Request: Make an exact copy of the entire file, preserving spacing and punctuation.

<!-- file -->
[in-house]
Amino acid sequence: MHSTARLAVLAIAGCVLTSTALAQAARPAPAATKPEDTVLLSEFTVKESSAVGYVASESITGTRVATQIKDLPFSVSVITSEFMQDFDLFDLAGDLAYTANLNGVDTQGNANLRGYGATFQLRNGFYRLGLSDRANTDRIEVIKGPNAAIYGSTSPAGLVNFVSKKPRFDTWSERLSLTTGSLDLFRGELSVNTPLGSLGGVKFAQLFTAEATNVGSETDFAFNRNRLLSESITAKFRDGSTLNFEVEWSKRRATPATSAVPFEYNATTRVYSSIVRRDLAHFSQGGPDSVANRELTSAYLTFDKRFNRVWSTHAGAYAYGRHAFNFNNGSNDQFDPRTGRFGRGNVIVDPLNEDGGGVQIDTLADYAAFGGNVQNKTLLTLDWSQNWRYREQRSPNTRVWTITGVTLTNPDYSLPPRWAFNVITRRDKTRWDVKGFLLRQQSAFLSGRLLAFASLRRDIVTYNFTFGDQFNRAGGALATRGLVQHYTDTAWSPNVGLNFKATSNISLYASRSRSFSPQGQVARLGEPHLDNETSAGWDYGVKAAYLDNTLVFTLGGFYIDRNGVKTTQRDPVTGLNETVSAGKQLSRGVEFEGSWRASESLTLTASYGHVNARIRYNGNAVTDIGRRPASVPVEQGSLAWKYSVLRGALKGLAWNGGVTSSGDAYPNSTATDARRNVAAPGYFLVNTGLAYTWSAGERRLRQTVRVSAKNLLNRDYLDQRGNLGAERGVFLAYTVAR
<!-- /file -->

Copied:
[in-house]
Amino acid sequence: MHSTARLAVLAIAGCVLTSTALAQAARPAPAATKPEDTVLLSEFTVKESSAVGYVASESITGTRVATQIKDLPFSVSVITSEFMQDFDLFDLAGDLAYTANLNGVDTQGNANLRGYGATFQLRNGFYRLGLSDRANTDRIEVIKGPNAAIYGSTSPAGLVNFVSKKPRFDTWSERLSLTTGSLDLFRGELSVNTPLGSLGGVKFAQLFTAEATNVGSETDFAFNRNRLLSESITAKFRDGSTLNFEVEWSKRRATPATSAVPFEYNATTRVYSSIVRRDLAHFSQGGPDSVANRELTSAYLTFDKRFNRVWSTHAGAYAYGRHAFNFNNGSNDQFDPRTGRFGRGNVIVDPLNEDGGGVQIDTLADYAAFGGNVQNKTLLTLDWSQNWRYREQRSPNTRVWTITGVTLTNPDYSLPPRWAFNVITRRDKTRWDVKGFLLRQQSAFLSGRLLAFASLRRDIVTYNFTFGDQFNRAGGALATRGLVQHYTDTAWSPNVGLNFKATSNISLYASRSRSFSPQGQVARLGEPHLDNETSAGWDYGVKAAYLDNTLVFTLGGFYIDRNGVKTTQRDPVTGLNETVSAGKQLSRGVEFEGSWRASESLTLTASYGHVNARIRYNGNAVTDIGRRPASVPVEQGSLAWKYSVLRGALKGLAWNGGVTSSGDAYPNSTATDARRNVAAPGYFLVNTGLAYTWSAGERRLRQTVRVSAKNLLNRDYLDQRGNLGAERGVFLAYTVAR